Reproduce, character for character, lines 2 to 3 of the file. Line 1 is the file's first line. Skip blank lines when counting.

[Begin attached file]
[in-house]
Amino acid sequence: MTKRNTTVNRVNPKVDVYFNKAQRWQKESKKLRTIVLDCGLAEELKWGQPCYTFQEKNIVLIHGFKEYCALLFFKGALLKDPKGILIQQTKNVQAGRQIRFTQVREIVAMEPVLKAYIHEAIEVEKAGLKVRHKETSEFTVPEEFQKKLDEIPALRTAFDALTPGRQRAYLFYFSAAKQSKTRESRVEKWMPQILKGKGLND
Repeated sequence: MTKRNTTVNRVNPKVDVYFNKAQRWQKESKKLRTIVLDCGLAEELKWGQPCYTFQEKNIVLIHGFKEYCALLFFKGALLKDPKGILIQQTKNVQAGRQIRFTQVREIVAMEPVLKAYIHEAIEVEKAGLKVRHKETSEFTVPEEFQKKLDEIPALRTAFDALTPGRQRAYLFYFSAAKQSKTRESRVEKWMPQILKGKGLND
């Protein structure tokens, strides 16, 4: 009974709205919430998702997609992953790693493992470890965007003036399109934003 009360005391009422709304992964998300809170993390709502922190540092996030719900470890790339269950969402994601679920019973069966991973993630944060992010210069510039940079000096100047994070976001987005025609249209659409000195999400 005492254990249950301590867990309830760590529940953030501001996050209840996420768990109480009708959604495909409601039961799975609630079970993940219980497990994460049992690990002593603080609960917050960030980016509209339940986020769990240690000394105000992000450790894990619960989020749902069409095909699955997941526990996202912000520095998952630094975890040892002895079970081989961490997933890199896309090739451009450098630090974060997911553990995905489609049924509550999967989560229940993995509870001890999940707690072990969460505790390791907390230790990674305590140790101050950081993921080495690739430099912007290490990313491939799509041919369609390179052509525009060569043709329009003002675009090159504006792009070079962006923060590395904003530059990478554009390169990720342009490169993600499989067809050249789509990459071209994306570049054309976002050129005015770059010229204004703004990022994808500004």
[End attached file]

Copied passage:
Amino acid sequence: MTKRNTTVNRVNPKVDVYFNKAQRWQKESKKLRTIVLDCGLAEELKWGQPCYTFQEKNIVLIHGFKEYCALLFFKGALLKDPKGILIQQTKNVQAGRQIRFTQVREIVAMEPVLKAYIHEAIEVEKAGLKVRHKETSEFTVPEEFQKKLDEIPALRTAFDALTPGRQRAYLFYFSAAKQSKTRESRVEKWMPQILKGKGLND
Repeated sequence: MTKRNTTVNRVNPKVDVYFNKAQRWQKESKKLRTIVLDCGLAEELKWGQPCYTFQEKNIVLIHGFKEYCALLFFKGALLKDPKGILIQQTKNVQAGRQIRFTQVREIVAMEPVLKAYIHEAIEVEKAGLKVRHKETSEFTVPEEFQKKLDEIPALRTAFDALTPGRQRAYLFYFSAAKQSKTRESRVEKWMPQILKGKGLND